It’s no secret that realistic characters bring life and realism to a story and make it unforgettable. A realistic character is a character who’s complex and multifaceted. Readers connect with them because they feel like real people. But if you, the writer, don’t treat your characters like real people, you better believe they’re not going to feel like real people to your readers.
There are several different methods writers use to develop their characters into more life-like people. One great way is to make the characters do something. Put them in different scenarios and then write mini stories about them outside the context of your larger story. Seeing how your characters act in different scenarios shows you who they are as people.
This was my motivation behind making the Random Scenario Generators. On the surface, the scenarios seem mundane but any scenario you can put your character in can be a treasure trove of information. (Plus, it’s just a fun challenge to try and create something epic out of something mundane.)
Let’s look at an example
I’ll use the Single Character Scenario Generator for this example. And I’ll be exploring a character my sister and I created named Corey.
Corey goes to a sporting event.
Alright, like I said before, it’s pretty mundane at first glance. But let’s dive a little deeper and ask ourselves some questions.
Does Corey want to be at the sporting event?
What sporting event did Corey go to?
A basketball game
Did Corey go with other people?
Yes, his friend Tukker.
What are his feelings once he gets to the sporting event?
With these questions answered, I have a pretty good idea about what to write. So, I write an incredibly short story. Like 100-200 words short.
The mini story:
Corey has never been to a basketball game in his life. He’s never even watched one on TV. Hell, he’s not even sure what basketball is. But he knows Tukker must have been desperate if he was asking him to go, so he says yes. He knows he’s going to regret it.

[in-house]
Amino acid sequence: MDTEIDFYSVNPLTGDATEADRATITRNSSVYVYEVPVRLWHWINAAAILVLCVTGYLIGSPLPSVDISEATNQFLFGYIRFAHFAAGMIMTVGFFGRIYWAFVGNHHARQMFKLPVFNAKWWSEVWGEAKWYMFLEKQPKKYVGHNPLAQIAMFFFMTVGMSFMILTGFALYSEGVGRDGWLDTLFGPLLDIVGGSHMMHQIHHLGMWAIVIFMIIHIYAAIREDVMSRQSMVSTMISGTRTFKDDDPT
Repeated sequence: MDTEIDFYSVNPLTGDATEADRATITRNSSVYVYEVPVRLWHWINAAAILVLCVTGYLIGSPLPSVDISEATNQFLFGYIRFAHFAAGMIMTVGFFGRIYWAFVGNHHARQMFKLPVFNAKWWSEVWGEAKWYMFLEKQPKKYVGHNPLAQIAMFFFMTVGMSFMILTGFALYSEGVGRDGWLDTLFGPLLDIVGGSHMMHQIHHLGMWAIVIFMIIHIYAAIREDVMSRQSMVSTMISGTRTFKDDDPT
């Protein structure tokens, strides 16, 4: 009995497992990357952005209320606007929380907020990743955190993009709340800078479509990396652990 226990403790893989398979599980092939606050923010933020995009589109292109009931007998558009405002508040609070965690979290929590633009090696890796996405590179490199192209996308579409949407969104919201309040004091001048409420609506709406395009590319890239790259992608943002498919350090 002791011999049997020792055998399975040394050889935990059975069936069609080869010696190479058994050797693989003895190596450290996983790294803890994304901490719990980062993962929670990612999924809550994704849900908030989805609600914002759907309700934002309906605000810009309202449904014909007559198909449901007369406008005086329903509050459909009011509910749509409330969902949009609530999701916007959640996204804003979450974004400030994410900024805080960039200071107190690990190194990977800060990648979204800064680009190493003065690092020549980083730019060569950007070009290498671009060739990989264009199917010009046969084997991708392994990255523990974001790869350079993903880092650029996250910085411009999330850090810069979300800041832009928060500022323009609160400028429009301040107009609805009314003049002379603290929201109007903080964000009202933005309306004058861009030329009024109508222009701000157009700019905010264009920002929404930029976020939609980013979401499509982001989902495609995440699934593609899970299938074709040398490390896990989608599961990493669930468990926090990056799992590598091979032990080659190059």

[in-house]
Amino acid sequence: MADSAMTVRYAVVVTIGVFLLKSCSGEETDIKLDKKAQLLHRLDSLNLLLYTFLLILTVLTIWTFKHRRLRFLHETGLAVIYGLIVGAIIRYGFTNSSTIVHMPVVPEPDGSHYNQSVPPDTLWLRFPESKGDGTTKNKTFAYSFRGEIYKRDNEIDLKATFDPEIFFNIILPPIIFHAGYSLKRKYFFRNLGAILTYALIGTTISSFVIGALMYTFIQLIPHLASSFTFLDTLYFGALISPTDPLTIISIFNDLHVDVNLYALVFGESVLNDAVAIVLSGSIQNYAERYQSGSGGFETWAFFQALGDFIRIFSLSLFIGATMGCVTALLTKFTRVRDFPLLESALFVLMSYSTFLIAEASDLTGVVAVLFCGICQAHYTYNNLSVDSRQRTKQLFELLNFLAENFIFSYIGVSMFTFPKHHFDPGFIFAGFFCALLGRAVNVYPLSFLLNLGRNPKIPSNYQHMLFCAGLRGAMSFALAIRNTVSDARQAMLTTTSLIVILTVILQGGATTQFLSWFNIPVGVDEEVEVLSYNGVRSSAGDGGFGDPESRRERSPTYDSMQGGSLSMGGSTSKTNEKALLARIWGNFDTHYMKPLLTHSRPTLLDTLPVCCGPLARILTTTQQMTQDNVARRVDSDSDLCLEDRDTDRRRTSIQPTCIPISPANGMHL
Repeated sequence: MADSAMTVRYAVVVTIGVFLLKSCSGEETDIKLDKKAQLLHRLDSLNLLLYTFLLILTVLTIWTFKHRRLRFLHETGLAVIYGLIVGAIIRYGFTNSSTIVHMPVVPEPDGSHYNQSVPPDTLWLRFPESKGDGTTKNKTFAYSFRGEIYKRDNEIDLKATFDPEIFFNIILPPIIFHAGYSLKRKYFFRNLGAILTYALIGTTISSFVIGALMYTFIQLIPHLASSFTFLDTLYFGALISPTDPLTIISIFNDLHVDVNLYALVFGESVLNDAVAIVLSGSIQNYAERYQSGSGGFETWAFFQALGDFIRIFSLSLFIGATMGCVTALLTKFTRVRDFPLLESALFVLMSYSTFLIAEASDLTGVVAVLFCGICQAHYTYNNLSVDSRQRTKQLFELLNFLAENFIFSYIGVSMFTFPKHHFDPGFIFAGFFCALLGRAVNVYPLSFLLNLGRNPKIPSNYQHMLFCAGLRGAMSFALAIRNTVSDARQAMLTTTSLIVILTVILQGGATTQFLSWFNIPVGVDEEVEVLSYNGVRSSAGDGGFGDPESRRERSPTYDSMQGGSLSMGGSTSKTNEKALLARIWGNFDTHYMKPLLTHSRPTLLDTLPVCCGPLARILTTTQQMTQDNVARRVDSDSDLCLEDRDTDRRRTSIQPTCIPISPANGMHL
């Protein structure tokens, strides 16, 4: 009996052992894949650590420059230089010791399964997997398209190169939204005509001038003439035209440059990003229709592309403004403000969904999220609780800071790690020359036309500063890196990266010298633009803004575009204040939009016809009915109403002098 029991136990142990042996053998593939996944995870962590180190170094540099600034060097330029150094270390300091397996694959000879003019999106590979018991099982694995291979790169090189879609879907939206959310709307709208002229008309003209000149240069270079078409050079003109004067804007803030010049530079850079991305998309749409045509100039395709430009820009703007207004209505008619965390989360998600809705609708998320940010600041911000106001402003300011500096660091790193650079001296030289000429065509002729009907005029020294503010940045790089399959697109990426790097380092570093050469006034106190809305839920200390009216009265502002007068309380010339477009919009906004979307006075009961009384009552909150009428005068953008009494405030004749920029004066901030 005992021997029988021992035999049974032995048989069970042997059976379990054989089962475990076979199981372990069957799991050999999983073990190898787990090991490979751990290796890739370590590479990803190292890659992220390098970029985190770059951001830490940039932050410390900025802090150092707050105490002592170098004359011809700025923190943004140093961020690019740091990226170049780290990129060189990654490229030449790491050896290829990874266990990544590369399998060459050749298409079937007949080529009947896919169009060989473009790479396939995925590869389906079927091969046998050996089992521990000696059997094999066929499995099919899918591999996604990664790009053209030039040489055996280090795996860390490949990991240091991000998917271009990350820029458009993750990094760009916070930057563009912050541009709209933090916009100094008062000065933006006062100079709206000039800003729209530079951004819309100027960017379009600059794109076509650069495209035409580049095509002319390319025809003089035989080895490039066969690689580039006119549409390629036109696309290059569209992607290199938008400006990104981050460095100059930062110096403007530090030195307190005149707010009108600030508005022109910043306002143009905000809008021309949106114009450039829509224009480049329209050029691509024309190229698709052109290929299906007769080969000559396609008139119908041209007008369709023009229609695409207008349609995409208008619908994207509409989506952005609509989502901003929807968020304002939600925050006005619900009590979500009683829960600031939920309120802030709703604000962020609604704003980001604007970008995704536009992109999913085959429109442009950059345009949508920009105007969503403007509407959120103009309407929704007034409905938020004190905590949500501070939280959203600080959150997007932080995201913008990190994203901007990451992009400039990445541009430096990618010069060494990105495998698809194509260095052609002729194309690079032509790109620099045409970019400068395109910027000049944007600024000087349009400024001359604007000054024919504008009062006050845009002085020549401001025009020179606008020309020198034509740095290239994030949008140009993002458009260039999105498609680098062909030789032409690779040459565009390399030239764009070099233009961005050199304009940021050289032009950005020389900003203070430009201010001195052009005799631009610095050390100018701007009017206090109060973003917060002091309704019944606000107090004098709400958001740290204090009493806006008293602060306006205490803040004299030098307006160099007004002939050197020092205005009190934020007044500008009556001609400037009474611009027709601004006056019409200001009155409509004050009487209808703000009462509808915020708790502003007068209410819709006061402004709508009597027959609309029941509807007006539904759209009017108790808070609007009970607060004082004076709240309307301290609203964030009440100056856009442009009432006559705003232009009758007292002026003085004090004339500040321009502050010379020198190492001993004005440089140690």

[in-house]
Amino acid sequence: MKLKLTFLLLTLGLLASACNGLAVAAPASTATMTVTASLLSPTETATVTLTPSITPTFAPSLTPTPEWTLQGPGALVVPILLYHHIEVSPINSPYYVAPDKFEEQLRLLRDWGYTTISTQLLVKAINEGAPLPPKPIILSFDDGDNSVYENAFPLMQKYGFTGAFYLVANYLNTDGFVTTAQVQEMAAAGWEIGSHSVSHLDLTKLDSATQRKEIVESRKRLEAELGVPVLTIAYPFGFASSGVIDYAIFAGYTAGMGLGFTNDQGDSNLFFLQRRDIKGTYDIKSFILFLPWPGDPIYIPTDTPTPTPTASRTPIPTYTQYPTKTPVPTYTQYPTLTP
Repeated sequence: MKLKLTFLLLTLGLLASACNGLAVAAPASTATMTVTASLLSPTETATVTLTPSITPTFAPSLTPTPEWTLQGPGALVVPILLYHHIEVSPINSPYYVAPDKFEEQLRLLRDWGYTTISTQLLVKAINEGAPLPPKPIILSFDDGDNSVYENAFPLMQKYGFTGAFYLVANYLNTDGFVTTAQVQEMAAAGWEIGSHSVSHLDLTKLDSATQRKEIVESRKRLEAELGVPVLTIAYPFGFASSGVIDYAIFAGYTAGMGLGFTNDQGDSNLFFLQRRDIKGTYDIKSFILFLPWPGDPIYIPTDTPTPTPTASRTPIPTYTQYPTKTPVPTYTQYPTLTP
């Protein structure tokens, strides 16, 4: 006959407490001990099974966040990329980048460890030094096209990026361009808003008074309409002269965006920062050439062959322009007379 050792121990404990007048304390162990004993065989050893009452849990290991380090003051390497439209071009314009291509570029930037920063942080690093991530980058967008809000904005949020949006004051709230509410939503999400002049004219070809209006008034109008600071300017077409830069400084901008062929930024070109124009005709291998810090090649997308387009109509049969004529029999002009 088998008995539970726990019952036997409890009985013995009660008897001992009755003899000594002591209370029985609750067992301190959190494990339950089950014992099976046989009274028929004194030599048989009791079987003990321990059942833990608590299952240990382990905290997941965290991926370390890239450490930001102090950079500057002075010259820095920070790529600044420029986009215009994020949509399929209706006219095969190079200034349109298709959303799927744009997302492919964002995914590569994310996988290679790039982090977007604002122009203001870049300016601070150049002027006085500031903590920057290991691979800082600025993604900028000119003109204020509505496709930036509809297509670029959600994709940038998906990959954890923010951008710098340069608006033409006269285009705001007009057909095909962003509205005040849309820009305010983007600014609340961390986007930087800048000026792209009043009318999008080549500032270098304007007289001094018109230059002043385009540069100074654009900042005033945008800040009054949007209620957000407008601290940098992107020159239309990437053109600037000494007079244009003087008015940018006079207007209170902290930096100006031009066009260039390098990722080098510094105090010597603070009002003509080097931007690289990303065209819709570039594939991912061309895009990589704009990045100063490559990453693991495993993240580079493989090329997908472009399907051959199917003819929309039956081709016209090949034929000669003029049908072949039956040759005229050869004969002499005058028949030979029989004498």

When they get to the game — dressed in his leather jacket, faded blue jeans and beat up sneakers — he sticks out like a sore thumb among the team apparel clad crowd. But he barely notices the funny looks everyone gives him. Tukker clearly enjoys himself. But Corey doesn’t have much fun, and wouldn’t go again on his own, but if Tukker asked him again, he’d probably say yes.
What did we learn about the character?
When I’m done writing, I take a look at what this story is showing me. Here’s what I’ve learned about Corey:
He’s judgmental: evident in the fact that he’s never seen a basketball game but still dislikes it
He’s a pessimist: assuming he’s going to hate the game before he even gets there
Isn’t afraid to be different: not noticing/not caring about the weird looks he gets
He’ll do anything for his friends: he went to the game for the benefit of his friend and would do it again even if he didn’t really like it.
Why this method is great
These mini stories can be written in either the past or present for your character. Writing them in the past can create a memory bank for your characters. All of our experiences as humans help determine how we act in the present. So, when you’re writing a particular scene it’s much easier when your characters have real memories to draw from.
It’s also just plain fun. Creating round characters can be a daunting task. But by doing what all writers do best, tell stories, it takes the difficulty out of it.
Now it’s your turn
Hop over to the Single Character Scenario Generator and try this out for yourself. Feel free to share the results in the comments or tag @52Prompts on social media.
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